Shaken by the Earthquake of Life

Challenges for seniors in Armenia’s poorest region

text and photographs by Gayane Abrahamyan

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With trembling hands and great care, 82-year-old Ophelia Matevosian recalls the brightest memory of her life: receiving the Order of Lenin — the highest civic honor of the Soviet Union — for her lifetime of work and service to society.

“In 1971 they called me, and [First Secretary of the Communist Party Anton] Kochinian handed the award to me personally. I worked well, I loved my job, was very active, but so what? What’s left of it now? Everything was destroyed; the earthquake took it all,” says the woman, fixing a wistful gaze on the platinum medal.

“I was 14 when I was brought to Gyumri,” says Ms. Matevosian, who grew up in an orphanage. “Back then many orphans were brought here to work at big plants. This city was once the country’s industrial center and we were used as a workforce.”

She began working at the textile factory, and continued for most of her life. After she outgrew the orphanage, the state gave her a room in one of the city’s best hostels as a temporary residence. She has lived within those same walls, encompassing just 170 square feet, ever since.

“I moved into this room the day Stalin died. It was not a good day. Stalin did not forgive me for celebrating. That is why I ended up spending my entire life in this tiny room, never having a family,” she jokes.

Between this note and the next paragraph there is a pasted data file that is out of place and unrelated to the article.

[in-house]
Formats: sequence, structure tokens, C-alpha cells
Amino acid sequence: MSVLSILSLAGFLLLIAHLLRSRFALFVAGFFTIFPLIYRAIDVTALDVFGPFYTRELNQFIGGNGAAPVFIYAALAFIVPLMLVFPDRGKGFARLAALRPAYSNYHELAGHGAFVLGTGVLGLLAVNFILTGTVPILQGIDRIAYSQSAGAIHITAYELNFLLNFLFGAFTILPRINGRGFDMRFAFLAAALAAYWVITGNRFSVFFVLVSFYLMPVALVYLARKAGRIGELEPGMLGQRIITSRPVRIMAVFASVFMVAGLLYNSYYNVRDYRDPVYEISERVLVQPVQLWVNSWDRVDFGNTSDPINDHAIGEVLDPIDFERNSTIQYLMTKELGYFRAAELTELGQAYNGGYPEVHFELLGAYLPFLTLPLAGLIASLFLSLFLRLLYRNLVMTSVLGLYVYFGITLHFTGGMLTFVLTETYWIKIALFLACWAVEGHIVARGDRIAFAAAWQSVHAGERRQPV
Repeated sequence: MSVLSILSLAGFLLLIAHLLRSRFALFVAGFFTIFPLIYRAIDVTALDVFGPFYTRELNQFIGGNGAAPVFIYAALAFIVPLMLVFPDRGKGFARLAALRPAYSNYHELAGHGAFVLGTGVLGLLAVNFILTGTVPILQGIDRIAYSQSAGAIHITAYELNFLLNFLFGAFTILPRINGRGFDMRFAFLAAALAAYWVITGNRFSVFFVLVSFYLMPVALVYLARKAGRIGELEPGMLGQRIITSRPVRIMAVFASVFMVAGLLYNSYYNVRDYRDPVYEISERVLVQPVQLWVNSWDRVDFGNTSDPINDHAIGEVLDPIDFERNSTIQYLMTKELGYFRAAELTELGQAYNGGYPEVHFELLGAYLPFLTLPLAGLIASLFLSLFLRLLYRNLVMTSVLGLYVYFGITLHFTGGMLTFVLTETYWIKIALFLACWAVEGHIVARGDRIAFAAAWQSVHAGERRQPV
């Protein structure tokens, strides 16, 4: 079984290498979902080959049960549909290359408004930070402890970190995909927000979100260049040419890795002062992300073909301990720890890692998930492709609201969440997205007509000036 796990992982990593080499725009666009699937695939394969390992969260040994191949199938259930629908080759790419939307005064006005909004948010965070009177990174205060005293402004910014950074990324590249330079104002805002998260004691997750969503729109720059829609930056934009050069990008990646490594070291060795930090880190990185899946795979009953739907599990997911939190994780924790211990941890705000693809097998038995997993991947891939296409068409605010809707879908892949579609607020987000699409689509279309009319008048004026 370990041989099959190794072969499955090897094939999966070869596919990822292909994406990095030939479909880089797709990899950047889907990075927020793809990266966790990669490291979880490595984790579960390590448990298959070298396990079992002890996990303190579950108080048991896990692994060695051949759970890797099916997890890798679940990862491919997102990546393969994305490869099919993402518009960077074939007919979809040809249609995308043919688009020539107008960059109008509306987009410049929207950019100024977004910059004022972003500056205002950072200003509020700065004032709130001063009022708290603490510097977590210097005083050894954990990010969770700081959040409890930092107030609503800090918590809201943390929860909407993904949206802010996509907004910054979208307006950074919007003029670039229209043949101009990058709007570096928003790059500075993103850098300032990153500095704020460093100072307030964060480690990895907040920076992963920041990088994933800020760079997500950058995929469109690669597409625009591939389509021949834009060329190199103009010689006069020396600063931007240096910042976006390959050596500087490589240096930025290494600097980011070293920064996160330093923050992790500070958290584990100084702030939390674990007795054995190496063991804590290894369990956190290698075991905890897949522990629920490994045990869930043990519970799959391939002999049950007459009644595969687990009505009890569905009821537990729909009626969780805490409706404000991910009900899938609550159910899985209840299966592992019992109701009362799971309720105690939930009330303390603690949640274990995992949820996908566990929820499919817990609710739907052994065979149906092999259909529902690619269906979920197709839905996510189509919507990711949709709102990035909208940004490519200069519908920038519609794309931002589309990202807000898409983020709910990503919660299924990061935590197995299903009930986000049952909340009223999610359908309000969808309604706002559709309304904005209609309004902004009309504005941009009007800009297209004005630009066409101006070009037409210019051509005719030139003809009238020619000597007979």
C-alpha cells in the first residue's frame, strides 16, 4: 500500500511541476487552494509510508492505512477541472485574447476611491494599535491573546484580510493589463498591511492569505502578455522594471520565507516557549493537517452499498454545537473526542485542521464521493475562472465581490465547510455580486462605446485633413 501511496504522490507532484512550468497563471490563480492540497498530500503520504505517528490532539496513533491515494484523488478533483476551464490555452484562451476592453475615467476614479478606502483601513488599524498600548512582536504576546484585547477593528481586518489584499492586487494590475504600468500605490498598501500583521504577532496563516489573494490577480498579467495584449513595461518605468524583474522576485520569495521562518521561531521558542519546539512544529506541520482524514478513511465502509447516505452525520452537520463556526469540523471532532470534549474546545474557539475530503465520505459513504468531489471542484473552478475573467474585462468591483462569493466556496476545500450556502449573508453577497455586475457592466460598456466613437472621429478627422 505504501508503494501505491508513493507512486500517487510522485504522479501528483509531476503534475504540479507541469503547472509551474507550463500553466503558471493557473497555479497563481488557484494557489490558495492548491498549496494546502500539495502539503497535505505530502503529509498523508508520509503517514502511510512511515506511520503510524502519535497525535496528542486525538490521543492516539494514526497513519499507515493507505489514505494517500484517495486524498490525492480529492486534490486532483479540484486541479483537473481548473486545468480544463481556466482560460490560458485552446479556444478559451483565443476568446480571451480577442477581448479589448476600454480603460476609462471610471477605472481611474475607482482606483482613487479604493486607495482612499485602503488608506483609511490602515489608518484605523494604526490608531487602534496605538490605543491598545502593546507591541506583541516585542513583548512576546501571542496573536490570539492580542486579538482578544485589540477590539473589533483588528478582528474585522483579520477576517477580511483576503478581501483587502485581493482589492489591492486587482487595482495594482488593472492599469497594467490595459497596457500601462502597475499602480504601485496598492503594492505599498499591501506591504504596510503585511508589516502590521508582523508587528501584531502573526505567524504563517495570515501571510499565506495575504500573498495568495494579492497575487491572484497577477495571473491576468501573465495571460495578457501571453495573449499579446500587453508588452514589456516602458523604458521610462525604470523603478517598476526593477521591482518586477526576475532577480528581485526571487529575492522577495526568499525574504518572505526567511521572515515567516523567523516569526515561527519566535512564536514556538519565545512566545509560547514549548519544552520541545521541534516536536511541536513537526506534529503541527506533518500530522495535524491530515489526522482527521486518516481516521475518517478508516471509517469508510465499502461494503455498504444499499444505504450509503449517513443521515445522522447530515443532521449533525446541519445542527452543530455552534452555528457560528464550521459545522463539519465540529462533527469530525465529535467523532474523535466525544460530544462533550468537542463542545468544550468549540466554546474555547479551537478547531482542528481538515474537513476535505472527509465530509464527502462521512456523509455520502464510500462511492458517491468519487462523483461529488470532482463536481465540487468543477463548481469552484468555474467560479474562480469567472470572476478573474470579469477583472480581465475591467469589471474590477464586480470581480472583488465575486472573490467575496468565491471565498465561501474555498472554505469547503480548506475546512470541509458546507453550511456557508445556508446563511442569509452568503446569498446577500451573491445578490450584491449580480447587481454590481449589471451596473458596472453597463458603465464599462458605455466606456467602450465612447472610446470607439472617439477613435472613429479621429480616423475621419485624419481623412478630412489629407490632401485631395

A moment later, she bursts into tears.

“I have been alone since the orphanage and until today,” she says, swallowing back her emotion; the bitterness and sadness of her solitary existence reflect in her gray eyes.

“I am not crying because I am alone. Please, believe me, these are tears of joy and gratitude for the people I have by my side today — for their kindness, their warmth.”

The “kind people” entered Ms. Matevosian’s life in 2002, when a team from Caritas Armenia found and enrolled her in a home care program that has since become a lifeline for seniors living alone and without anyone to care for them.

Armenia’s second-largest city, Gyumri was flattened by a devastating earthquake in December 1988, taking the lives of 25,000 people, about 40 percent of whom were children. In the Western media, photographs of the ruined city — then known as Leninakan &mash; became a source of humiliation for a crumbling Union of Soviet Socialist Republics; the quality of construction was so poor almost every building erected in Gyumri in the Soviet period was destroyed. A quarter century later, the city and its environs are shaken by a “different kind of quake.”

“This is an earthquake of life, of terrible social hardship and of moral values,” says Vahan Tumasian, who advocates for earthquake survivors’ housing rights and implements housing programs in northwestern Armenia. Even 25 years after the calamity, he adds, “poverty and homelessness are even more acute.”

Shirak, in northwestern Armenia, with Gyumri as its capital, stands out as the poorest province in a nation crippled by poverty. National Statistical Service data for 2013 reveal a 46 percent poverty rate, while other regions of the country report an average poverty rate of nearly 33 percent.

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